Monday, December 21, 2009

Knitting Knitting Knitting

I've suddenly had a second burst of desire to make more things for Christmas. This is six days before Christmas Day.

I've just had a trip to the craft store.

Please pray for me.

Edited to add: Actually, four days before Christmas. I was in denial. I need more prayers.

Wednesday, December 16, 2009

One Handmade Gift

Well at least one person will get something handmade this year. I'll model it for you:

Specs: Size 9 needles, some kind of yarn with pom-poms attached that I bought at a chain store. I can't find the ball band, but that's where I got the pattern--it's just 15 stitches across, knitting between the poms (this was actually pretty difficult!). The person that this is for asked for something "soft and pink" and it is both! Hope she likes it. (Hope she doesn't read the blog...)

I can't share some other things, in case of pre-Christmas exposure to the intended gift-ees. ;)

Tuesday, December 8, 2009

On her first evening off from school...

Shannah did absolutely nothing. She laid around the house, in her pajamas, reading her new crafting book. She took a long bath. She cuddled with Roxie. She watched the Christmas lights twinkle. She drank hot tea. She watched the Food Network on TV. She refused to learn anything productive.

She went to bed early.

And it was wonderful.

Just a little note to say...

...I've finished my finals...

...and just purchased this book...

Let the crafting commence! ;)

Wednesday, December 2, 2009

Random sort-of-Christmassy List

1. There are massive craft-related giveaways going on this week at the Sew Mama Sew Blog. Massive. I'm even being self-less and sharing the links. Crafty wonderful free goodness. :)

2. I am on a cleansing diet for this week. I hate diets. Hate them. Am becoming a rather crabby bitchy person on this diet. Christmas season seems less Christmassy when someone brings you a pecan tart and rather than eating it you have to put it in the freezer. Or you open your Advent calendar and are sad to find a chocolate. I see why there are feast seasons and fast seasons. Fasting in a feasting season is hard on me. But probably good in the long run, right? I'm building moral stamina and practicing self-control. Or something like that.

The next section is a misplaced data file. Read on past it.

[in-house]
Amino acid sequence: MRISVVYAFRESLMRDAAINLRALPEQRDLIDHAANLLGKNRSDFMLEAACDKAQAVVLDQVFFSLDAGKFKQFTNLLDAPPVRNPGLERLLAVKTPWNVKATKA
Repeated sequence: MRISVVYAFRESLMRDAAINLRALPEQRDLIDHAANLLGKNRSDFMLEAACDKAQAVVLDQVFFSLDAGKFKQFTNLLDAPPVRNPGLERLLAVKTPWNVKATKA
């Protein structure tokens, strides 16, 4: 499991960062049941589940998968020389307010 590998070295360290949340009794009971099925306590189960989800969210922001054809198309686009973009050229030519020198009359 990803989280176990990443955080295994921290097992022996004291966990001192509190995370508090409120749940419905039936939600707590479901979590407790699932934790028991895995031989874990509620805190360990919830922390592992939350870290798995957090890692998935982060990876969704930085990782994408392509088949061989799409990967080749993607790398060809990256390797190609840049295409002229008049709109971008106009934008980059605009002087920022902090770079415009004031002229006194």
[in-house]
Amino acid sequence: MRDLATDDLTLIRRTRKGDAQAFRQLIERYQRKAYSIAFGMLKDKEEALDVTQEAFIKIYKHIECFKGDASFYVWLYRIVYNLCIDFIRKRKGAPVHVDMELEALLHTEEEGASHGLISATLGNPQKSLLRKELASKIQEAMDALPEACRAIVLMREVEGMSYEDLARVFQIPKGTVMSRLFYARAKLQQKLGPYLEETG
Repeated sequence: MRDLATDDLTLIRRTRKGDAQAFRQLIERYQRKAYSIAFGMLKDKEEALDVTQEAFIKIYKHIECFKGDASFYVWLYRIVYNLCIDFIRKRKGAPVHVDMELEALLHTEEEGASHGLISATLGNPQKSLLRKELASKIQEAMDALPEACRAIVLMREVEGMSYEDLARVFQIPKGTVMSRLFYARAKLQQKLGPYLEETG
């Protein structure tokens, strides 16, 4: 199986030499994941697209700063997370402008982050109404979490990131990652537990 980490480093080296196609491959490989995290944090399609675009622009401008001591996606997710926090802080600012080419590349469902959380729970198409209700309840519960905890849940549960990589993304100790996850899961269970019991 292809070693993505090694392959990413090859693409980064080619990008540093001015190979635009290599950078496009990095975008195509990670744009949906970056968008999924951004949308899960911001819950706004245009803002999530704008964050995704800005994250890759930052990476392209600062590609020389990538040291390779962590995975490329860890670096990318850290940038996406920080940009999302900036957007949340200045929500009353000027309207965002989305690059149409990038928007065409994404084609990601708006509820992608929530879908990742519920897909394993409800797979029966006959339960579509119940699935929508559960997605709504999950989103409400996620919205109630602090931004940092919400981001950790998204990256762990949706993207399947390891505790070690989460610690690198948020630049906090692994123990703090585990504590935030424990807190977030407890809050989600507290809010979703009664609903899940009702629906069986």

3. Just finished reading Beloved by Toni Morrison for class. You must read this book. And then read some literary criticism about the text. And then be blown away.

4. It IS Christmas season, isn't it? Here are some fun things that are related to that time of year:
-Go Elf Yourself and your family. (This almost caused me to do serious bodily injury to myself, due to lack of oxygen from laughing so hard. I'd share my video here but I know it'll be more funny with your family.)
-Make White Chocolate Holiday Hash. It's a crowd favorite. You'll love it. Especially if you're not on a cleansing diet.
-Remember Christmas traditions and think on them when you should be working hard. My favorite Christmas tradition when I was little was listening to a Peter, Paul, and Mary TV special with my mother while she, my sister, and I decorated our tree. We always had a real tree, a tiny little thing in a pot that resembled a Charlie Brown Christmas, and after it had served its purpose inside, my stepfather would plant it out behind the house. We still have a staggered line of pine trees out there--each one year younger than the one next to it.

Monday, November 30, 2009

Monthly Update

I see I last posted on November 1st, so here on the eve of December I post again.

Spent this Thanksgiving in Kansas and loved it. It was in the 60s there (I don't think this is normal) and I got to accompany my cousin's one-year-old on a wagon ride with his grandpa (my uncle). Also met the newest member of that family, who is very very small and still feeling serious about her entry into life. My family is ripe with United Methodist ministers on both sides, and I toured a couple of churches and it was really great to see the improvements being made and the growth there. I also ate lots of wonderful things (not just on Thanksgiving day) including several varieties of pies. I felt rather nostalgic traveling with just my mother and sister, the three of us together in Mom's SUV was great. I knit and talked and drove and talked.

Roxie had a lonely Thanksgiving at a "pet resort and spa." The "resort" gave me a Thanksgiving card with a picture in it that they'd taken while Rox was staying there. She looks so sad and a little stressed. She's slept it off, though, and seems no worse for the wear as she lounges beside me on the couch. It was too rainy yesterday for a really good walk, but we've had several cuddling sessions to make up for the stress.

Merry Christmas season! I am enjoying plotting planning for Christmas this year. Not as many handmade gifts as last year, I'm afraid. But it is fun to carefully think about everyone anyway. And there's always buying handmade things. ;)

Next Tuesday are finals for this semester. I am inordinately proud of myself for having successfully finished a semester of school while working full time. I've learned so much and had such a great time doing it. It's heaven for me to be reading and writing about and talking about great texts...and I'm looking forward to my Spring classes and my two Summer sessions and then... who knows? I'll have a Bachelor's degree! In true Shannah style, I think I'll ace my English classes (the hardest, senior level classes) and just do okay in the Freshman Political Science class. Is it bad to be so terribly one-sided? Maybe I should just go with what I'm good at and enjoy the ride? I'm classified as a "non-traditional" student now anyway.

I'm looking forward to a month without school where I can read not-as-good books and knit and sew and spend time away from campus, relaxing with the boyfriend and the dogs. Life is very good this year.

Sunday, November 1, 2009

Some Knitting

Another good, quiet, productive weekend. (I do miss Andy when he's out of town, but gosh I get a lot done!)